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DfE need to promote apprenticeships

An in-depth investigation by MPs into the future of apprenticeships has concluded that the Department for Education and schools must do more to promote apprenticeships as being on a par with university pathways.

MPs have delivered a stark reminder that there remains “an underlying assumption that vocational training is only for those unable to take an academic route”.

Members of the Business, Innovation and Skills Select Committee made the comments after an investigation into the government’s apprenticeships programme.

In their report, the MPs call for the National Apprenticeship Service (NAS) to be given a statutory role to raise awareness of apprenticeships in schools and says the Department for Education (DfE) must do more to help schools promote them as a viable option to students.

Last year, £1.2 billion was invested by government in the apprenticeship programme and more than 457,000 people started training as an apprentice. However, Association of Colleges research found that just 7% of pupils are able to name apprenticeships as a post-GCSE option compared with 63% of young people who are able to name A levels.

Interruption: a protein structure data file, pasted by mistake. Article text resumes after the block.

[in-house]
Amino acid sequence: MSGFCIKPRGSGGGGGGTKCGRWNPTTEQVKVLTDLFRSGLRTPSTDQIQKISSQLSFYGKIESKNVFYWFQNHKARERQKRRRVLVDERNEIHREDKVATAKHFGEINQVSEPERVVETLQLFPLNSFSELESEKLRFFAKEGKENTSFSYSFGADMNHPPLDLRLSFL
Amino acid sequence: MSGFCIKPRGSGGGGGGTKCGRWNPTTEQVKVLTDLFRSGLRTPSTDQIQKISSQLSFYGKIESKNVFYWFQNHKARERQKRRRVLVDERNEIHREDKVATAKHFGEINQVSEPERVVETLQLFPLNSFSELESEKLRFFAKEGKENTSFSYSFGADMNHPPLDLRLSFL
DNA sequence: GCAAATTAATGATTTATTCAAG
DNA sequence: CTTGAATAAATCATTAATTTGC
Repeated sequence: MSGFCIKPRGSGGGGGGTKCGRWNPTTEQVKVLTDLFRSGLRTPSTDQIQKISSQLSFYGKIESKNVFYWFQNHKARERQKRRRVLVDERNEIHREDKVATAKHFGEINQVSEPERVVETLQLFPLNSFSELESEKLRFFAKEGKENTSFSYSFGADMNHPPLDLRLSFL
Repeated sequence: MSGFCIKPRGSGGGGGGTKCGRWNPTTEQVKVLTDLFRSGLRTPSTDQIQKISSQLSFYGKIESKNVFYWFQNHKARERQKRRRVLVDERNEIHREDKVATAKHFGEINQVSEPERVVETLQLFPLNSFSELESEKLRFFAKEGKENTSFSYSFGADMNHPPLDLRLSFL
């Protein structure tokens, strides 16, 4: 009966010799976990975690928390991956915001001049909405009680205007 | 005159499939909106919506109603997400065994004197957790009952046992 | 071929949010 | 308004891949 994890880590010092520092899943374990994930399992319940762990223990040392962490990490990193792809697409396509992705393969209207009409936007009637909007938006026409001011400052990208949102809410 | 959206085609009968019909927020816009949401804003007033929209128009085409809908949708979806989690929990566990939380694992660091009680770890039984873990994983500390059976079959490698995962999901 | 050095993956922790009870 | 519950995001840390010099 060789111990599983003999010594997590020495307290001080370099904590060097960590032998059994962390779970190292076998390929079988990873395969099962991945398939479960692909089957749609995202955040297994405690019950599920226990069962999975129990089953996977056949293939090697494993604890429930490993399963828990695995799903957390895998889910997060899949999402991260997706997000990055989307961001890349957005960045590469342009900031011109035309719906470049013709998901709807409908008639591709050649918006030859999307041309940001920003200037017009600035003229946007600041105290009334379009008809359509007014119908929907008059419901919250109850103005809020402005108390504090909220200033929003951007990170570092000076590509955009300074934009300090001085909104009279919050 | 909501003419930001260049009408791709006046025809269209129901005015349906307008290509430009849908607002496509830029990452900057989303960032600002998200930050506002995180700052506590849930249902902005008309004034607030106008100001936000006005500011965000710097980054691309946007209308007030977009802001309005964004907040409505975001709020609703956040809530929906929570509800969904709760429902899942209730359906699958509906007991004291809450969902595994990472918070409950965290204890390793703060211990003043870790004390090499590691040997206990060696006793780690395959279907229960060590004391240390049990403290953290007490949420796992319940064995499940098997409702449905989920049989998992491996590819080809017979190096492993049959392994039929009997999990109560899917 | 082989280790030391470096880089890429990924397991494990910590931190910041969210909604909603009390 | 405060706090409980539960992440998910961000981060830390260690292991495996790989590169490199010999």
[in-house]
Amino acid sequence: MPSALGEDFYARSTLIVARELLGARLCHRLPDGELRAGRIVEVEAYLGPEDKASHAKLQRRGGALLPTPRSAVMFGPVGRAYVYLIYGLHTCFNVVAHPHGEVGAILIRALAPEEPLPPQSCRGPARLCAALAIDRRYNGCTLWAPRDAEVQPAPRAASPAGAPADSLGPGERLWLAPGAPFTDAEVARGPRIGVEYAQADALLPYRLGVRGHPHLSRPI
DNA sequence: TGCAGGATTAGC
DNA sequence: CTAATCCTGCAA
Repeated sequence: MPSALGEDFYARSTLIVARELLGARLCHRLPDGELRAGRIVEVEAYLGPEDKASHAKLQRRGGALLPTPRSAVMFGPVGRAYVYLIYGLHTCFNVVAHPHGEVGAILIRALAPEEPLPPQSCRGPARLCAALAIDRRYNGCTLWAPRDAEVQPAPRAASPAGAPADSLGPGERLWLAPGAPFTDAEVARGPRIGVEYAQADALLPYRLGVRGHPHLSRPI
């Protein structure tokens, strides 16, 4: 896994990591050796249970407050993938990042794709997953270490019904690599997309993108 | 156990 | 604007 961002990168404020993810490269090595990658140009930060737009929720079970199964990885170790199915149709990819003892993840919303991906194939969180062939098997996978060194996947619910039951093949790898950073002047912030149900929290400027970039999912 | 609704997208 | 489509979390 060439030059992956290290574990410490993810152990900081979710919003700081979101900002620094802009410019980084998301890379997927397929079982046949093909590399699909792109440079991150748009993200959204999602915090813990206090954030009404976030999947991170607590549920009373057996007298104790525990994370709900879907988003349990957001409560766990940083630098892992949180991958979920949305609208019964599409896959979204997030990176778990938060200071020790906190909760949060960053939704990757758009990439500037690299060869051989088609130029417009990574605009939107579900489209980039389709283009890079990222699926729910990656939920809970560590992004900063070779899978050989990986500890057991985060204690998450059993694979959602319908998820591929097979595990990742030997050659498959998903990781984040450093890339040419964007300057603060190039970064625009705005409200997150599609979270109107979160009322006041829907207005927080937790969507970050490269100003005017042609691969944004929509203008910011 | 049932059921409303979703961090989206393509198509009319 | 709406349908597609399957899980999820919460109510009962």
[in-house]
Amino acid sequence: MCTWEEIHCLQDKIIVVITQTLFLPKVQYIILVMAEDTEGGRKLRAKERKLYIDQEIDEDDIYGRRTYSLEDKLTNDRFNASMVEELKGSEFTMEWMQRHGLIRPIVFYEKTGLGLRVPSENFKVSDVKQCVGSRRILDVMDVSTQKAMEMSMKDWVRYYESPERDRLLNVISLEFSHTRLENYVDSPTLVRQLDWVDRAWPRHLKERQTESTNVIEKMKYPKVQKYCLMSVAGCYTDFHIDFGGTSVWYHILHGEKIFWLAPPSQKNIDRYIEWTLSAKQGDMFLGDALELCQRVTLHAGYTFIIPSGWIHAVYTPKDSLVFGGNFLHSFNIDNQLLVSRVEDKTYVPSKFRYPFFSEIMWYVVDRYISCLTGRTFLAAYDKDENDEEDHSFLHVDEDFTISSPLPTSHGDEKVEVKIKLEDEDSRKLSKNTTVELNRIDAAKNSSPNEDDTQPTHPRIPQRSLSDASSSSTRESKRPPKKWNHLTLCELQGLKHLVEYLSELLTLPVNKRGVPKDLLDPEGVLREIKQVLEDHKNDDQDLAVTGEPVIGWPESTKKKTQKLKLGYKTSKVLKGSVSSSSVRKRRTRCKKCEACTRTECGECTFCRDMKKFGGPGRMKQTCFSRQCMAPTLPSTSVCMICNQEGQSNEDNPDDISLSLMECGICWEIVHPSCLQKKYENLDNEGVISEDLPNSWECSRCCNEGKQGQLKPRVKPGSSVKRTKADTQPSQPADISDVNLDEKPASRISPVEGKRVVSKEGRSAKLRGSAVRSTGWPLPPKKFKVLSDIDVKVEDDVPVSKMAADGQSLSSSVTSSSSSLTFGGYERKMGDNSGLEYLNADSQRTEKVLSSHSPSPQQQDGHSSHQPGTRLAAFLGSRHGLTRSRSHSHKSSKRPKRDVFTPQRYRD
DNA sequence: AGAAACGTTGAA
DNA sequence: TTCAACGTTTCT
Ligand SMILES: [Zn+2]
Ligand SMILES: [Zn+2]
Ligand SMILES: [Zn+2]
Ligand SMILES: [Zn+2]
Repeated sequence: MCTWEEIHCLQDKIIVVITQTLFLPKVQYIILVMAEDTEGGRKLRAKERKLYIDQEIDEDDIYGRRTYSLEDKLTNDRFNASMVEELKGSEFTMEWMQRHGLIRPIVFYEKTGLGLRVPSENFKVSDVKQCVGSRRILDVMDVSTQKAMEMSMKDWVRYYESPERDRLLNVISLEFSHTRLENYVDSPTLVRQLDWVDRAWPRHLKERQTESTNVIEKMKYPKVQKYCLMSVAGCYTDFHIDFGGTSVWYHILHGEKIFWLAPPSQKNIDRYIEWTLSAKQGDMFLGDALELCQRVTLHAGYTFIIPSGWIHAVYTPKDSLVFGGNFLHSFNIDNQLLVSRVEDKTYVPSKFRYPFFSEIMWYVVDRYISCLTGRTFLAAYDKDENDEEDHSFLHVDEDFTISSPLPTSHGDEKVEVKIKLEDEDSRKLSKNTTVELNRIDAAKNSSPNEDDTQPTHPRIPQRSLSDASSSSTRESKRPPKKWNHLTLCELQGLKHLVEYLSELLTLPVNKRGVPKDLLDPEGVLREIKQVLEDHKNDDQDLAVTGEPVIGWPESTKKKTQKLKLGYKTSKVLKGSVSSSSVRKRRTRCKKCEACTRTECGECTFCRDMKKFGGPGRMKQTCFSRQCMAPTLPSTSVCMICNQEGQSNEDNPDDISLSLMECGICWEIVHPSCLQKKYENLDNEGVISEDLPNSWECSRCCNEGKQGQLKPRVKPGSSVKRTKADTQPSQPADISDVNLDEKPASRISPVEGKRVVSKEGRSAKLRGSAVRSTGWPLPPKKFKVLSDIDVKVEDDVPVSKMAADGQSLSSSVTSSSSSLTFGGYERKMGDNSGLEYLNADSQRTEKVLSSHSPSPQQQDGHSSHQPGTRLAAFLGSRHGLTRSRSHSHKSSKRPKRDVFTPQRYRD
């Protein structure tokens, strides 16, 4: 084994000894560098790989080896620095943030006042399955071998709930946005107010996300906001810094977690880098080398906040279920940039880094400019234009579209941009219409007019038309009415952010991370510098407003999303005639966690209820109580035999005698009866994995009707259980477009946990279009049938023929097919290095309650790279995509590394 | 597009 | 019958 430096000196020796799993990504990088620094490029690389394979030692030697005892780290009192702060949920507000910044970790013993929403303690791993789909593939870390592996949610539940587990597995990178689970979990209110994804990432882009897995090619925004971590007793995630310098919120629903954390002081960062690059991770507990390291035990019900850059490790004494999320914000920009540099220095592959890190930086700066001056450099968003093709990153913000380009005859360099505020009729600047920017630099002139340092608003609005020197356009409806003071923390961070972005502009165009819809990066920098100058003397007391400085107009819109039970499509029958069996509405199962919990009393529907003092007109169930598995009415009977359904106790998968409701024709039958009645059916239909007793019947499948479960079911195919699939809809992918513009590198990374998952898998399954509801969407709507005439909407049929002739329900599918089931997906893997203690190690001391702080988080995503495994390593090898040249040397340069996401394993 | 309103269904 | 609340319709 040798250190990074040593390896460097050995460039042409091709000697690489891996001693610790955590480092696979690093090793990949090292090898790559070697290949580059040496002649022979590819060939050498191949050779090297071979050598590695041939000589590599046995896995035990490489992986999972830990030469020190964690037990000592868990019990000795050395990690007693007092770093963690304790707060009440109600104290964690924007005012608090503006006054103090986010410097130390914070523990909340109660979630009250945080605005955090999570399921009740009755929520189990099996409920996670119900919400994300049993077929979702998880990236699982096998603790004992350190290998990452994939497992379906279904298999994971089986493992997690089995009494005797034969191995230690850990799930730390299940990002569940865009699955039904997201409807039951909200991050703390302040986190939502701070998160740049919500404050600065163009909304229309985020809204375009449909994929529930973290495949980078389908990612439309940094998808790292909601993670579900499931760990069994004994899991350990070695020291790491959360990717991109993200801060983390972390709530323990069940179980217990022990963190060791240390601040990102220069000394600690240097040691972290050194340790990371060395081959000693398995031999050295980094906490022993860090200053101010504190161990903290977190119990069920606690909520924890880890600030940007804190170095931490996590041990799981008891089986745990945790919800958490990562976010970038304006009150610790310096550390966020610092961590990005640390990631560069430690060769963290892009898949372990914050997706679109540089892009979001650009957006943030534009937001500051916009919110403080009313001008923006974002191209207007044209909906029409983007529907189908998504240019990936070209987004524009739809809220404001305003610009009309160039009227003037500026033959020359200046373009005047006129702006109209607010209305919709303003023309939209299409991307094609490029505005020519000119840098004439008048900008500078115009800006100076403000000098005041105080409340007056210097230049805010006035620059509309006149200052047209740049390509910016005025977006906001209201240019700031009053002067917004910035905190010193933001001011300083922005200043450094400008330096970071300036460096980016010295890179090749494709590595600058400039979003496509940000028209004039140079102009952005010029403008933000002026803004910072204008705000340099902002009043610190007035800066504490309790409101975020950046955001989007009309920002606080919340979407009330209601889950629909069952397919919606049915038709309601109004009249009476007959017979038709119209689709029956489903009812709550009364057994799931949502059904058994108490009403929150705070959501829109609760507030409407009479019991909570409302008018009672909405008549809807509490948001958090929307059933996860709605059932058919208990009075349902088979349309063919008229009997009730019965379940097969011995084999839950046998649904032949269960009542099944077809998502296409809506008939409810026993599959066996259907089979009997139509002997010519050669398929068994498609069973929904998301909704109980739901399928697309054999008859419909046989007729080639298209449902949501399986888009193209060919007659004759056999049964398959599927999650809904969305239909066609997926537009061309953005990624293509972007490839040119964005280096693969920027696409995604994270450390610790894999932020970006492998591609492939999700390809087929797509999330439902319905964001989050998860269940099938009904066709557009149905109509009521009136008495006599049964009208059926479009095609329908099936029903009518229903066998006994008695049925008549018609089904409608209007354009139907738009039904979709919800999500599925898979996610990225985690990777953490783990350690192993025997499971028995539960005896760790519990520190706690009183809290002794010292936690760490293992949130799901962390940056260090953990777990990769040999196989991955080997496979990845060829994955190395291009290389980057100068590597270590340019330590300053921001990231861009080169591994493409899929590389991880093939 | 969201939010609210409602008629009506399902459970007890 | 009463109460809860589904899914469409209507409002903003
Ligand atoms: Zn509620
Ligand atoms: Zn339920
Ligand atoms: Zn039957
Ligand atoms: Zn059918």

The report states: “Apprenticeships should be an attractive option for school-leavers. There remains an underlying assumption that vocational training is only for those unable to take an academic route. This is wrong and must be changed. The academic route and the vocational route should be given equal prominence in careers advice.”

Currently the duty on informing students about apprenticeship options rests with schools, and NAS chief executive David Way told MPs during their investigation that the NAS’s role was one of support rather than leading this work.

However, MPs say that this must change: “The NAS should be a familiar name, known to all students and teachers as an authoritative source of information about apprenticeships.”


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